Isom Creek Fire grows significantly, crosses Dalton Highway

June 7, 2020 – The Isom Creek Fire (#187) grew exponentially Saturday evening and crossed the Dalton Highway south of the Yukon River crossing. Despite two days of an aggressive air attack on the fire in the form of water-scoopers, air retardant tankers and helicopters with water buckets, the fire became very active in the afternoon. The fire grew from an estimated 80 to 1,000 acres Saturday and is expected to be very active again starting this afternoon. The fire crossed the road between mile 47-52 and did reach the Trans-Alaska Pipeline. However, the pipeline remained unscathed by fire as it has done many times in past years.

The road is still open, but there will likely be smoke in the area of milepost 47-52. Please use extreme caution when traveling this stretch of road due to the low visibility and the amount of firefighting personnel and equipment in the area.

Photo of Isom Creek Fire
The Isom Creek Fire (#187) burning southeast of the Dalton Highway Yukon River Crossing picked up activity Saturday night. This photo was taken from a helicopter at 11 p.m. Photo by Cammy Roy, BLM AFS

There were as many as 15 aircraft operating in the air space over the fire Saturday. There is a FAA Temporary Flight Restriction in place to provide a safe environment for firefighting aircraft operating in the fire area.

A Type 3 incident management organization will be put in place tomorrow with many more firefighting personnel and apparatus mobilizing to the area today. There were 44 people assigned to the fire Saturday including 24 BLM smokejumpers.

Two crews, the Type 2 Council of Athabascan Tribal Governments contract crew, or CATG Crew, and the Alaska Division of Forestry (DOF) Type 2 Initial Attack (T2IA) White Mountain Crew out of Fairbanks, arrived at the fire Saturday to help smokejumpers already in place. More crews are en route, including another Type 2 Capstone contract crew with firefighters from the Minto and Tanana area; the BLM Alaska Fire Service Midnight Sun Hotshots; the (DOF) Pioneer Peak Hotshots; and DOF T2IA Gannett Glacier and T2IA Tanana Chiefs Crew.

Because the fire is burning in a road-accessible area, which is rare for fires in BLM AFS protection area that covers the vast northern half of the state, engines from DOF and local volunteer fire departments will also head north to help.

Map of Isom Creek Fire from 1:14 p.m. on June 7, 2020.
Map of Isom Creek Fire (#187) from 1:14 p.m. on June 7, 2020. Click on this link for PDF version of map.

The fire is burning through black spruce with a mixture of hardwoods. Despite being just south of the Yukon River, finding a usable water source has been challenging due to the difficult terrain. Instead, the suppression efforts are relying on aerial delivery in helicopter buckets and by water-scooper airplanes.

Firefighters will concentrate on protecting Native allotments and structures along the Yukon River to the north and preventing any more impacts the highway and pipeline to the west. The goal is to contain the fire.

Photo of smoke from the Isom Creek Fire.
The Isom Creek Fire (#187) burning southeast of the Dalton Highway Yukon River Crossing picked up activity Saturday night and created this plume. This photo was taken at 10 p.m. from the 5 Mile airstrip located five miles north of the river crossing, which is at milepost 55 of Dalton Highway. Photo by Cammy Roy, BLM AFS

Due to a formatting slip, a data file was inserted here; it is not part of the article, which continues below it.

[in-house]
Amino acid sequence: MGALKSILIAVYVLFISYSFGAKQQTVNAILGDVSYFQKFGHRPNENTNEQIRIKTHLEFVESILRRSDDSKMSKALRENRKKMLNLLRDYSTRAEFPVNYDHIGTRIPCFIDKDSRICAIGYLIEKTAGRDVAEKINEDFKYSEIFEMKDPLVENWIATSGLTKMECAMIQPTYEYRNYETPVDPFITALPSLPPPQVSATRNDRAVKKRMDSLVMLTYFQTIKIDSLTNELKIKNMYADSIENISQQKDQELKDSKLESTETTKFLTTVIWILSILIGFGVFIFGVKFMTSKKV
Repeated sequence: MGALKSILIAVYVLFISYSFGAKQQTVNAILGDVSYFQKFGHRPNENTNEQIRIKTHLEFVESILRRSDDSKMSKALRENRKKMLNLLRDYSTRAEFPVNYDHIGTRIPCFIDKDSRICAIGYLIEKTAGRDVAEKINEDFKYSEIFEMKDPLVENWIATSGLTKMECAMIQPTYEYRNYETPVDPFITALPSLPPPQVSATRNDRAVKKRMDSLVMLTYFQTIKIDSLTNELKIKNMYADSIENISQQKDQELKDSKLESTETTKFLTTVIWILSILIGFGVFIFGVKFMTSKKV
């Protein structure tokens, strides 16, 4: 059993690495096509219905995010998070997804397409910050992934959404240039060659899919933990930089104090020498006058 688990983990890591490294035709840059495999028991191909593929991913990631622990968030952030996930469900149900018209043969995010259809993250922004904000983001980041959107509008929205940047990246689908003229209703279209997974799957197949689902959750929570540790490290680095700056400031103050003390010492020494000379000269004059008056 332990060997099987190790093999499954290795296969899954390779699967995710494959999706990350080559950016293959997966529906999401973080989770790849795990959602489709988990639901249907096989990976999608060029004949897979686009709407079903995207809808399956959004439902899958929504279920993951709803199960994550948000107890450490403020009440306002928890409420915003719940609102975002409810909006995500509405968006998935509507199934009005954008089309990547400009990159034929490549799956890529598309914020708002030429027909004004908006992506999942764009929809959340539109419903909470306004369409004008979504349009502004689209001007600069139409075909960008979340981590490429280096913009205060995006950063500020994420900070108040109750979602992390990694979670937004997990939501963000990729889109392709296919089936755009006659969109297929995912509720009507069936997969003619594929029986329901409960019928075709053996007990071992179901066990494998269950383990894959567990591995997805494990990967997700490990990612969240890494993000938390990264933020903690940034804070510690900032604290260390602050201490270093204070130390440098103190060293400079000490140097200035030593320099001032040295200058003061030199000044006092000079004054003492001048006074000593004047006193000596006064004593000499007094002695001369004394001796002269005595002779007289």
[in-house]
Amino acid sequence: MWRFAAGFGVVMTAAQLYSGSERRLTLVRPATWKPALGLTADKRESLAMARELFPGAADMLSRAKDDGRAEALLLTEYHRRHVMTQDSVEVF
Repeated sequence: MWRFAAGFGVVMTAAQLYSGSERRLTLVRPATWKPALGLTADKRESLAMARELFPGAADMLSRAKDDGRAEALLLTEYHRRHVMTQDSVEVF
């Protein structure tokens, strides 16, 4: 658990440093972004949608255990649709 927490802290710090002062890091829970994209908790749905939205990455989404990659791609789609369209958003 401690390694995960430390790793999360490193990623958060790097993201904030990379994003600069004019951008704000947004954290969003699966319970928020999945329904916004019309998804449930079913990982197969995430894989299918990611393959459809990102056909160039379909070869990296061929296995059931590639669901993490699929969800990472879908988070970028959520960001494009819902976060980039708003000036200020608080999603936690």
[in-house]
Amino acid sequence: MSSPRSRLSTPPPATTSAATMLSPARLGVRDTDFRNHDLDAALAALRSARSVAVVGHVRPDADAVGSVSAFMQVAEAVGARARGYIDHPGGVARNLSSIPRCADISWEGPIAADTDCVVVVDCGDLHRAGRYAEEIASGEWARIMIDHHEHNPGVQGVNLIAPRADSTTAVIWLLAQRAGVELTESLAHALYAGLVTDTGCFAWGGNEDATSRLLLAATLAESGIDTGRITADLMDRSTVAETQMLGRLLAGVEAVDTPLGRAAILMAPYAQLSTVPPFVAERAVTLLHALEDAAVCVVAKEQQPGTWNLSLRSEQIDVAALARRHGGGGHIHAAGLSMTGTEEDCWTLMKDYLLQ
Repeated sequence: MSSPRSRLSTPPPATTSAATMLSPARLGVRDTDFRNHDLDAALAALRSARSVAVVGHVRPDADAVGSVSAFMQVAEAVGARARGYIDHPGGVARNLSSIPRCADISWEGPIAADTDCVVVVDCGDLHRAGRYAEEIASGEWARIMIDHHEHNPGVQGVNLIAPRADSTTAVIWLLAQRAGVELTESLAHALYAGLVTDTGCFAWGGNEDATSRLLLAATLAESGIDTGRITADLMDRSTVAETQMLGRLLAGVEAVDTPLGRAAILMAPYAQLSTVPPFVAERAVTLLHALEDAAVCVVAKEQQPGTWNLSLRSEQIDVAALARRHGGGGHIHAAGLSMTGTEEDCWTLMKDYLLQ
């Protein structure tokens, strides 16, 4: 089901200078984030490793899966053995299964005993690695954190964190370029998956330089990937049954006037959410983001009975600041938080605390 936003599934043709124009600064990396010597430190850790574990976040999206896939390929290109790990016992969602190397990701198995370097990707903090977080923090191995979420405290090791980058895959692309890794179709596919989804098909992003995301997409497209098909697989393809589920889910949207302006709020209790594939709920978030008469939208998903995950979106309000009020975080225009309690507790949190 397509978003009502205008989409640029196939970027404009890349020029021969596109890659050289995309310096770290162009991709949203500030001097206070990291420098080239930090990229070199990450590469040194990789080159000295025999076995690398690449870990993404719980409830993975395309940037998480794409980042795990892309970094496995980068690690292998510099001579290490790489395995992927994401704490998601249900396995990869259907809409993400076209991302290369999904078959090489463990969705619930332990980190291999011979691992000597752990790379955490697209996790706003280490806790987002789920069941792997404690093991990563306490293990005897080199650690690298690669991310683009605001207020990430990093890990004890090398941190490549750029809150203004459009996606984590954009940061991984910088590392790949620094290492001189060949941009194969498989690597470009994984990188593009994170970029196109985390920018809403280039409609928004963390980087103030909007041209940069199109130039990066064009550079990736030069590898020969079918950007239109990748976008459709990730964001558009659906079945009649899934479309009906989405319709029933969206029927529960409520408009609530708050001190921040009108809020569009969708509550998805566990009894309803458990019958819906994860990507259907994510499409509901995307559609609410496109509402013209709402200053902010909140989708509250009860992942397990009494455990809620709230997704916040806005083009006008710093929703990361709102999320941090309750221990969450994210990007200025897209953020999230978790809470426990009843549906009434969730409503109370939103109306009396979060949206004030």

Meanwhile, eight smokejumpers expect to have a fire burning 20 miles to the north contained later today. The Dall River Fire (#193) was reported at about eight acres and was smoldering in black spruce in the Yukon Flats Wildlife Refuge. It is within two miles of Native allotments and about 10 miles northwest of Stevens Village. This fire was spotted Friday evening by firefighter personnel aboard a plane in support of the Isom Creek Fire. The fire was estimated at 22 acres Saturday.

Both fires were caused by lightning Friday.

There were five new fires on Saturday. Of those, only one, the Gold Bar Fire (#197) in the Mat-Su Valley, were considered human caused.

There are only three staffed fires in Alaska with 74 others in monitor status. The BLM AFS Chena Hotshots should wrap up work and demobilize tomorrow from the 1,704-acre Engineer Lake 2 Fire (#142) burning near Russian Mission.

For more information, contact Public Affairs Specialist Beth Ipsen (907)388-2159 or eipsen@blm.gov.

About BLM Alaska Fire Service

The Bureau of Land Management Alaska Fire Service (AFS) located at Fort Wainwright, Alaska, provides wildland fire suppression services for over 244 million acres of Department of the Interior and Native Corporation Lands in Alaska. In addition, AFS has other statewide responsibilities that include: interpretation of fire management policy; oversight of the BLM Alaska Aviation program; fuels management projects; and operating and maintaining advanced communication and computer systems such as the Alaska Lightning Detection System. AFS also maintains a National Incident Support Cache with a $10 million inventory. The Alaska Fire Service provides wildland fire suppression services for America’s “Last Frontier” on an interagency basis with the State of Alaska Department of Natural Resources, USDA Forest Service, National Park Service, Bureau of Indian Affairs, U.S. Fish and Wildlife Service, and the U.S. Military in Alaska.

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